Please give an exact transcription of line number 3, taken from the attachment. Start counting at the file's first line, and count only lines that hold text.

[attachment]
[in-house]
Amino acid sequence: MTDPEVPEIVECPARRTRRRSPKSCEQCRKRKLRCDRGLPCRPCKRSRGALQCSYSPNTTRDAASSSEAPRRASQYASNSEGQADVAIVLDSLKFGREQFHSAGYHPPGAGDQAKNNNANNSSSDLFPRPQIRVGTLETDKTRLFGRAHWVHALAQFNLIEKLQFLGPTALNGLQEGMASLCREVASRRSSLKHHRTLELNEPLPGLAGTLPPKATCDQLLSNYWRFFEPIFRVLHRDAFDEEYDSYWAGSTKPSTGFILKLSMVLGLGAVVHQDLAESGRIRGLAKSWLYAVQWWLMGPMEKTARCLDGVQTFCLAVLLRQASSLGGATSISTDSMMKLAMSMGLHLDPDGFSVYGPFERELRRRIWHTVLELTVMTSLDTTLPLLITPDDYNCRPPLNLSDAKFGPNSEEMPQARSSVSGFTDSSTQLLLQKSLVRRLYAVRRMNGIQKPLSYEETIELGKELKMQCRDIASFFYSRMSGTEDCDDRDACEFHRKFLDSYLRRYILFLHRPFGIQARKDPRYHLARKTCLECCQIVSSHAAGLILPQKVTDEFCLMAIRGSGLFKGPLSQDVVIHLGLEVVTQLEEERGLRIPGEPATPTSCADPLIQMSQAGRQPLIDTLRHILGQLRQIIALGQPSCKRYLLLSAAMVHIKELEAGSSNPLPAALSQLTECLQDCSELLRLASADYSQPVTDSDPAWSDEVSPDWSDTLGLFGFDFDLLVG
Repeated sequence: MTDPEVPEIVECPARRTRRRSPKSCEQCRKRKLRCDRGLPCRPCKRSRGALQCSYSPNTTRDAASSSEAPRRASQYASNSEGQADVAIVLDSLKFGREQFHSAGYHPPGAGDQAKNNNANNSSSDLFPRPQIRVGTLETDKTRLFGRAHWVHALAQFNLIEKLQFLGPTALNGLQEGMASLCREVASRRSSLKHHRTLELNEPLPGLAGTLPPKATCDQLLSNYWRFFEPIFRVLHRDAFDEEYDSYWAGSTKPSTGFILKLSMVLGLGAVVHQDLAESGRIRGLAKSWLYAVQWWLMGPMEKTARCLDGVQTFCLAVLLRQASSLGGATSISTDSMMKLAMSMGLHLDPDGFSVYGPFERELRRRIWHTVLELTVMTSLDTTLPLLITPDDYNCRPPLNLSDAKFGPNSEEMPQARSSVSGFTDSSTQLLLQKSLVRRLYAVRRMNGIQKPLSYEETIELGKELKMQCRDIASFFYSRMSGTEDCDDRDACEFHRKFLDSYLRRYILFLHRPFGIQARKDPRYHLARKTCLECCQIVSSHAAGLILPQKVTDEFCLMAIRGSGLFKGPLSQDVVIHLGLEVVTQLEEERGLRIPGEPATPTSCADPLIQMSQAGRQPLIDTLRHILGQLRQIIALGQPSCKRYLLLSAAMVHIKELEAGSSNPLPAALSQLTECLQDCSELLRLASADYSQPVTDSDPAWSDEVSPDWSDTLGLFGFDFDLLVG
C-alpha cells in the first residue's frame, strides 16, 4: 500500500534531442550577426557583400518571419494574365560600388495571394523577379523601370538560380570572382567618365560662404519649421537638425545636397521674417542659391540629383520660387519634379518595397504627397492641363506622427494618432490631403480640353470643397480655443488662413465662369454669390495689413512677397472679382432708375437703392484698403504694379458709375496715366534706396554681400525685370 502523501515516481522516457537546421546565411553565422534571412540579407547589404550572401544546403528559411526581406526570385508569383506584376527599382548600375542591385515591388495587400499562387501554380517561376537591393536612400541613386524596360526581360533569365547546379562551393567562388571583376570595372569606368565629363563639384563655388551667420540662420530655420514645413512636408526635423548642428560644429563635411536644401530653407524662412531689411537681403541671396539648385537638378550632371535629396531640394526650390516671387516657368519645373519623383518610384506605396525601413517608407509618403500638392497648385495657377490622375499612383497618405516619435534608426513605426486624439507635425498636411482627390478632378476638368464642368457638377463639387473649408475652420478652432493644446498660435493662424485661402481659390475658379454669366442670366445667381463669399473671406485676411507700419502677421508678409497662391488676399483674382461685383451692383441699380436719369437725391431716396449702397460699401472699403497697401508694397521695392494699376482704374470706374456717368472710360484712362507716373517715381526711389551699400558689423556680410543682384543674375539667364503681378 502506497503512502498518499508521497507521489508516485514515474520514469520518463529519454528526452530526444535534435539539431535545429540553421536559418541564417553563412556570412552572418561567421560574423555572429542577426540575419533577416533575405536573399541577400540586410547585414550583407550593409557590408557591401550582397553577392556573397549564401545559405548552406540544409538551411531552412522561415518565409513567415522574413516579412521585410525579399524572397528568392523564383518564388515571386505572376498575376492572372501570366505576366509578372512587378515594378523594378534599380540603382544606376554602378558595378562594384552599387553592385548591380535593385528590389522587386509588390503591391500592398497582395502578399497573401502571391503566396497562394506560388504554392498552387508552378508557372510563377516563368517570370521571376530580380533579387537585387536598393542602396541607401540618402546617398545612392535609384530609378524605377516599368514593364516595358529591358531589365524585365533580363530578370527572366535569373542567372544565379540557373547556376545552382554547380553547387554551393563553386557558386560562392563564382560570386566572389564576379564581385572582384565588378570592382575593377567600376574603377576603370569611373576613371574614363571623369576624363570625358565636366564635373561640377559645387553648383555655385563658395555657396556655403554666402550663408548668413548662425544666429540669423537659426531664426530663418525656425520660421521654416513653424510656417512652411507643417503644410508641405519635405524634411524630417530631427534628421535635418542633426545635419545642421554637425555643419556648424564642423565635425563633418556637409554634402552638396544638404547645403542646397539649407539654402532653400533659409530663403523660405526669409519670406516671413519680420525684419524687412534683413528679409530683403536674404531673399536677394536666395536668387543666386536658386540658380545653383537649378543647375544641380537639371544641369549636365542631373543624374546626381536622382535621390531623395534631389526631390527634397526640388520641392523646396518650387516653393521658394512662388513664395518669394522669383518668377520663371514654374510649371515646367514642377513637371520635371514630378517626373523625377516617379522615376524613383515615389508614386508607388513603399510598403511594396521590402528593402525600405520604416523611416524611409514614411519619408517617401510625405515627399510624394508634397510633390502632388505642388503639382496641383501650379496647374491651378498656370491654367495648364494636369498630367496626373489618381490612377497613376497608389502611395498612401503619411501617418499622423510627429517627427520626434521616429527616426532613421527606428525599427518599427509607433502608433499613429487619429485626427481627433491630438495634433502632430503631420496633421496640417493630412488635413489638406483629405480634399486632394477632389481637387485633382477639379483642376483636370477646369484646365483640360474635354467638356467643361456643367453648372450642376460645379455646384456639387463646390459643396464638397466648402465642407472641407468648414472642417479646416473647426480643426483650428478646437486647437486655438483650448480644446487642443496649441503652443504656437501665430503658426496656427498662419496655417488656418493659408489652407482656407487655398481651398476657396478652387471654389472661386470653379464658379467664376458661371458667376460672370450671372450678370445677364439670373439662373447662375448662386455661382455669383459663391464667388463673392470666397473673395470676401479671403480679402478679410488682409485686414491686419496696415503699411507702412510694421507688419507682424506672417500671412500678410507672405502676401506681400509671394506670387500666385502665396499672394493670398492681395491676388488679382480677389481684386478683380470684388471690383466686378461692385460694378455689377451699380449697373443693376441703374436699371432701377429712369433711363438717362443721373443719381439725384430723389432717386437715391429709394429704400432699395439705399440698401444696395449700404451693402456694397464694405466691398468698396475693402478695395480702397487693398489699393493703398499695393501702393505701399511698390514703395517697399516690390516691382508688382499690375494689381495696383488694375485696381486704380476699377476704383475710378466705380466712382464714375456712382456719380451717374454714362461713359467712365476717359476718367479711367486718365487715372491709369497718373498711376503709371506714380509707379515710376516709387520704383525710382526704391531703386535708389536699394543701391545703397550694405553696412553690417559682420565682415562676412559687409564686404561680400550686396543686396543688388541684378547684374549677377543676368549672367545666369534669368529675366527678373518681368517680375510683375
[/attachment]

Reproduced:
Repeated sequence: MTDPEVPEIVECPARRTRRRSPKSCEQCRKRKLRCDRGLPCRPCKRSRGALQCSYSPNTTRDAASSSEAPRRASQYASNSEGQADVAIVLDSLKFGREQFHSAGYHPPGAGDQAKNNNANNSSSDLFPRPQIRVGTLETDKTRLFGRAHWVHALAQFNLIEKLQFLGPTALNGLQEGMASLCREVASRRSSLKHHRTLELNEPLPGLAGTLPPKATCDQLLSNYWRFFEPIFRVLHRDAFDEEYDSYWAGSTKPSTGFILKLSMVLGLGAVVHQDLAESGRIRGLAKSWLYAVQWWLMGPMEKTARCLDGVQTFCLAVLLRQASSLGGATSISTDSMMKLAMSMGLHLDPDGFSVYGPFERELRRRIWHTVLELTVMTSLDTTLPLLITPDDYNCRPPLNLSDAKFGPNSEEMPQARSSVSGFTDSSTQLLLQKSLVRRLYAVRRMNGIQKPLSYEETIELGKELKMQCRDIASFFYSRMSGTEDCDDRDACEFHRKFLDSYLRRYILFLHRPFGIQARKDPRYHLARKTCLECCQIVSSHAAGLILPQKVTDEFCLMAIRGSGLFKGPLSQDVVIHLGLEVVTQLEEERGLRIPGEPATPTSCADPLIQMSQAGRQPLIDTLRHILGQLRQIIALGQPSCKRYLLLSAAMVHIKELEAGSSNPLPAALSQLTECLQDCSELLRLASADYSQPVTDSDPAWSDEVSPDWSDTLGLFGFDFDLLVG